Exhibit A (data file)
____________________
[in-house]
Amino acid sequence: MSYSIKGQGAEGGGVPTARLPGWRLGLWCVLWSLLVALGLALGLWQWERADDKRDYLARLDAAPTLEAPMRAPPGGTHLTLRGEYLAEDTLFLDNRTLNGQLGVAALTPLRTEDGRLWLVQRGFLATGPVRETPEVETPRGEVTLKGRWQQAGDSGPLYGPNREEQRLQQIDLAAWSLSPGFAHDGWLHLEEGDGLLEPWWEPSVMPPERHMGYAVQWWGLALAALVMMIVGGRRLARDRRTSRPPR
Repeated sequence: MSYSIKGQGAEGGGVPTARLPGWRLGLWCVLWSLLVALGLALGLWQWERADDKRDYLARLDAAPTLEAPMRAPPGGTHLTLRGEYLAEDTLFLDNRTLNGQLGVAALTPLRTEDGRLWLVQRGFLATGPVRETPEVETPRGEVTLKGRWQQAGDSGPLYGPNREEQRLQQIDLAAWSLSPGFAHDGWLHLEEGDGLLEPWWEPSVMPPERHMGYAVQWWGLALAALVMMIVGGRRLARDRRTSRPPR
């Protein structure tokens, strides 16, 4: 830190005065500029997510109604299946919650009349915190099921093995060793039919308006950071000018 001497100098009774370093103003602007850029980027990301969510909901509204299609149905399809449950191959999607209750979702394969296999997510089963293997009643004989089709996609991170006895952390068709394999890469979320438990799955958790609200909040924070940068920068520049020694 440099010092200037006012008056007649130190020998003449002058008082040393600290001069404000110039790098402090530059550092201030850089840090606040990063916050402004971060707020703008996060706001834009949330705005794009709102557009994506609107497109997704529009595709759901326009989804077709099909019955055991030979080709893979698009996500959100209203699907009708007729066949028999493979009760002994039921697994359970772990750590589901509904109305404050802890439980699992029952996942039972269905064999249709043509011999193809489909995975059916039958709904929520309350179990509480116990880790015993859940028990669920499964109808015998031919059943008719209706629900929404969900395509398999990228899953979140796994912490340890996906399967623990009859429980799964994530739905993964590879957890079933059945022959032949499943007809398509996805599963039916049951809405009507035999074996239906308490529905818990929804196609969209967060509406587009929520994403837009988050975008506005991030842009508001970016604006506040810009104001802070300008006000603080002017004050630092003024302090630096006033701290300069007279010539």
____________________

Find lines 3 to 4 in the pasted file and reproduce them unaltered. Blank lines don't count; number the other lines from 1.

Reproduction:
Repeated sequence: MSYSIKGQGAEGGGVPTARLPGWRLGLWCVLWSLLVALGLALGLWQWERADDKRDYLARLDAAPTLEAPMRAPPGGTHLTLRGEYLAEDTLFLDNRTLNGQLGVAALTPLRTEDGRLWLVQRGFLATGPVRETPEVETPRGEVTLKGRWQQAGDSGPLYGPNREEQRLQQIDLAAWSLSPGFAHDGWLHLEEGDGLLEPWWEPSVMPPERHMGYAVQWWGLALAALVMMIVGGRRLARDRRTSRPPR
């Protein structure tokens, strides 16, 4: 830190005065500029997510109604299946919650009349915190099921093995060793039919308006950071000018 001497100098009774370093103003602007850029980027990301969510909901509204299609149905399809449950191959999607209750979702394969296999997510089963293997009643004989089709996609991170006895952390068709394999890469979320438990799955958790609200909040924070940068920068520049020694 440099010092200037006012008056007649130190020998003449002058008082040393600290001069404000110039790098402090530059550092201030850089840090606040990063916050402004971060707020703008996060706001834009949330705005794009709102557009994506609107497109997704529009595709759901326009989804077709099909019955055991030979080709893979698009996500959100209203699907009708007729066949028999493979009760002994039921697994359970772990750590589901509904109305404050802890439980699992029952996942039972269905064999249709043509011999193809489909995975059916039958709904929520309350179990509480116990880790015993859940028990669920499964109808015998031919059943008719209706629900929404969900395509398999990228899953979140796994912490340890996906399967623990009859429980799964994530739905993964590879957890079933059945022959032949499943007809398509996805599963039916049951809405009507035999074996239906308490529905818990929804196609969209967060509406587009929520994403837009988050975008506005991030842009508001970016604006506040810009104001802070300008006000603080002017004050630092003024302090630096006033701290300069007279010539």